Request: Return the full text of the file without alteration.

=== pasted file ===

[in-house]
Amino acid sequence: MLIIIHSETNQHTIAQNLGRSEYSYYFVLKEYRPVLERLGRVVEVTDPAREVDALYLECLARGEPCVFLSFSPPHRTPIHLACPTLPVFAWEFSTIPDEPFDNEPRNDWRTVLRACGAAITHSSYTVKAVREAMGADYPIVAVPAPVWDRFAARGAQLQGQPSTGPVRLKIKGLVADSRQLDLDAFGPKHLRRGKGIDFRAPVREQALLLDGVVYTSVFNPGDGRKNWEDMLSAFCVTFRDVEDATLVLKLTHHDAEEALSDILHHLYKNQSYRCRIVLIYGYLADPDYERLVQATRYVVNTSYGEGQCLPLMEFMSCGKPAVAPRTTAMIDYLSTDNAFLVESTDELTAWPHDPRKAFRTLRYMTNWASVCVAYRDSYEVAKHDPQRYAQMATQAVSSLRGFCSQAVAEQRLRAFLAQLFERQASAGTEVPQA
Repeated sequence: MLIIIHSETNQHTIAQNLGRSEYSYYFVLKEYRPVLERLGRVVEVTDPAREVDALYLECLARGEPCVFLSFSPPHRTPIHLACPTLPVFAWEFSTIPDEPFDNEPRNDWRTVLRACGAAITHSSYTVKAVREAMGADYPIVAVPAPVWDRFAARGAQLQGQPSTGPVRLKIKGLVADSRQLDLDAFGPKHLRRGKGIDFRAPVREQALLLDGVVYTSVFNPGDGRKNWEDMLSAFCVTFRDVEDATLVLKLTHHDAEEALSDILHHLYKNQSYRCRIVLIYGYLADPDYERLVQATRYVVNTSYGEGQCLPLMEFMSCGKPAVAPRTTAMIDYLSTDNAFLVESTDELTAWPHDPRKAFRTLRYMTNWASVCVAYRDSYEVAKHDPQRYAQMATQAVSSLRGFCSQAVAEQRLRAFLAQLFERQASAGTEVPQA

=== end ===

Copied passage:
[in-house]
Amino acid sequence: MLIIIHSETNQHTIAQNLGRSEYSYYFVLKEYRPVLERLGRVVEVTDPAREVDALYLECLARGEPCVFLSFSPPHRTPIHLACPTLPVFAWEFSTIPDEPFDNEPRNDWRTVLRACGAAITHSSYTVKAVREAMGADYPIVAVPAPVWDRFAARGAQLQGQPSTGPVRLKIKGLVADSRQLDLDAFGPKHLRRGKGIDFRAPVREQALLLDGVVYTSVFNPGDGRKNWEDMLSAFCVTFRDVEDATLVLKLTHHDAEEALSDILHHLYKNQSYRCRIVLIYGYLADPDYERLVQATRYVVNTSYGEGQCLPLMEFMSCGKPAVAPRTTAMIDYLSTDNAFLVESTDELTAWPHDPRKAFRTLRYMTNWASVCVAYRDSYEVAKHDPQRYAQMATQAVSSLRGFCSQAVAEQRLRAFLAQLFERQASAGTEVPQA
Repeated sequence: MLIIIHSETNQHTIAQNLGRSEYSYYFVLKEYRPVLERLGRVVEVTDPAREVDALYLECLARGEPCVFLSFSPPHRTPIHLACPTLPVFAWEFSTIPDEPFDNEPRNDWRTVLRACGAAITHSSYTVKAVREAMGADYPIVAVPAPVWDRFAARGAQLQGQPSTGPVRLKIKGLVADSRQLDLDAFGPKHLRRGKGIDFRAPVREQALLLDGVVYTSVFNPGDGRKNWEDMLSAFCVTFRDVEDATLVLKLTHHDAEEALSDILHHLYKNQSYRCRIVLIYGYLADPDYERLVQATRYVVNTSYGEGQCLPLMEFMSCGKPAVAPRTTAMIDYLSTDNAFLVESTDELTAWPHDPRKAFRTLRYMTNWASVCVAYRDSYEVAKHDPQRYAQMATQAVSSLRGFCSQAVAEQRLRAFLAQLFERQASAGTEVPQA